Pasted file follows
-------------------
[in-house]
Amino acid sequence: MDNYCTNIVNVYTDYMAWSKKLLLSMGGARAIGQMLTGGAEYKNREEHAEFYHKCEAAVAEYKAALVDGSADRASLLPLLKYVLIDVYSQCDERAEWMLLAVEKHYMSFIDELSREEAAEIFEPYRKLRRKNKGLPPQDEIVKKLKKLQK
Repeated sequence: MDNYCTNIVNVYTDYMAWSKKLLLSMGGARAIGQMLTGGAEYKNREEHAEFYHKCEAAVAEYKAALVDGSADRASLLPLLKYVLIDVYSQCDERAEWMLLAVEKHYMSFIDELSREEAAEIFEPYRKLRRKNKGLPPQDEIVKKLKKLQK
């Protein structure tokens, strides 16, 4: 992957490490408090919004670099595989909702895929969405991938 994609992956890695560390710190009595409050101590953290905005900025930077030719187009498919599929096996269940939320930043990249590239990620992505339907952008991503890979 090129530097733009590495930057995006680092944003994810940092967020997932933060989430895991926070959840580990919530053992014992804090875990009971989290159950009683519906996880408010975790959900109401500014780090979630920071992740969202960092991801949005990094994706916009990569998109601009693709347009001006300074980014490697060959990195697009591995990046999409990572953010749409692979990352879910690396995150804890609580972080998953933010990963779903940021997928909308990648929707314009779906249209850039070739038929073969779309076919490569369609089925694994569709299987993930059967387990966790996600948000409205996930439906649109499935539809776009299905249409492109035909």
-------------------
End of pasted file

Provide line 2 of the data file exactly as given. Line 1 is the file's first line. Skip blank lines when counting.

Amino acid sequence: MDNYCTNIVNVYTDYMAWSKKLLLSMGGARAIGQMLTGGAEYKNREEHAEFYHKCEAAVAEYKAALVDGSADRASLLPLLKYVLIDVYSQCDERAEWMLLAVEKHYMSFIDELSREEAAEIFEPYRKLRRKNKGLPPQDEIVKKLKKLQK